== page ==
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An airplane prepares to land at Miami International Airport on Jan. 27, 2021. An airplane prepares to land at Miami International Airport on Jan. 27, 2021.

An airplane prepares to land at Miami International Airport on Jan. 27, 2021.

Sofia Ahmed
By Sofia Ahmed April 12, 2024

Migrants were not secretly flown to Florida with taxpayer money

If Your Time is short

  • A parole program for people from Cuba, Haiti, Nicaragua and Venezuela requires that they pay for their own flights to the U.S. 

  • Information about the program has been publicly available since the program began in October 2022. 

  • Learn more about PolitiFact’s fact-checking process and rating system.

A parole program for migrants from Latin American countries has been the target of misinformation online, with social media users claiming that taxpayers fund it. 

The  @NashvilleTeaParty Instagram account, which has 77,000 followers and links to the same-named conservative group’s website, posted a graphic about the program and captioned it, "YOUR taxpayer dollars at work!" 

The post’s image includes a map from Fox News that says 326,000 migrants were flown to Florida and thousands more to other U.S. cities, attributing the figures to the Center for Immigration Studies, a think tank advocating for reduced immigration. 

This post was flagged as part of Meta’s efforts to combat false news and misinformation on its News Feed. (Read more about our partnership with Meta, which owns Facebook and Instagram.)

The map image aired April 2 on "Fox & Friends First." 

But these flights were not paid for by taxpayers. Nor are they secret, as the Instagram post also alleges. 

The migrants who flew to the U.S. did so as part of a parole program for  Cubans, Haitians, Nicaraguans and Venezuelans that is meant to reduce the number of migrants crossing the southern U.S. border. The U.S. grants parole based on "significant public benefit or urgent humanitarian reasons."

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People coming through the program are lawfully entering the U.S.

The Department of Homeland Security publicly introduced the program in October 2022, initially for 24,000 Venezuelans.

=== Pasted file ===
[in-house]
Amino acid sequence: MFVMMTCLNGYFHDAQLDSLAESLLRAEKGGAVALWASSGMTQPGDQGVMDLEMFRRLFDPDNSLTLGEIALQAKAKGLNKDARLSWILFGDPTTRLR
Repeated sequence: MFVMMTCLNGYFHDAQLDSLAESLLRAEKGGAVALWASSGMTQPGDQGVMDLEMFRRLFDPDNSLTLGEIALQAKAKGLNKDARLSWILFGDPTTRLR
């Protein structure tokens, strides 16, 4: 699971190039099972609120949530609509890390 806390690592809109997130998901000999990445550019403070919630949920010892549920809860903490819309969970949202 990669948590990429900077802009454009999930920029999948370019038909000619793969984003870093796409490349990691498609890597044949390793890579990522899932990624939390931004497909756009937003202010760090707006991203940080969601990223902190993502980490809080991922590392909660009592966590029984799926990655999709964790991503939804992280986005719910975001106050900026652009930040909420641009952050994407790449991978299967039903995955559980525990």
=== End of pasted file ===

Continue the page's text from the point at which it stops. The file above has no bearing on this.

U.S. Citizenship and Immigration Services on Jan. 6, 2023 extended the program to admit 30,000 migrants from Cuba, Haiti and Nicaragua each month. Under the program, applicants who meet qualifications, including having a U.S.-based sponsor who will support them financially and passing a background check, can request an "advanced authorization to travel and a temporary period of parole for up to two years for urgent humanitarian reasons or significant public benefit," according to U.S. Citizenship and Immigration Services. 

The agency also says that migrants in the program must pay for their own air travel to the United States. PolitiFact previously rated False a social media claim that "300,000 illegal immigrants were able to use a simple app to get a free flight to our country." 

An April 1 report by the Center for Immigration Studies, which opposes this Biden administration program, said 326,000 migrants arrived in Florida through the parole program since October 2022. 

But the report does not say taxpayers paid for those flights. A March 7 article by the center says that taxpayers did not. 

The center’s April 1 report also said that although 326,000 migrants in the parole program landed in Miami, Florida might not have been their final destination. Miami International Airport is a large transit hub, particularly for flights between the United States and Latin America

We rate the claim that 326,000 migrants were secretly flown to Florida with taxpayer money False. 

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Migrants were not secretly flown to Florida with taxpayer money

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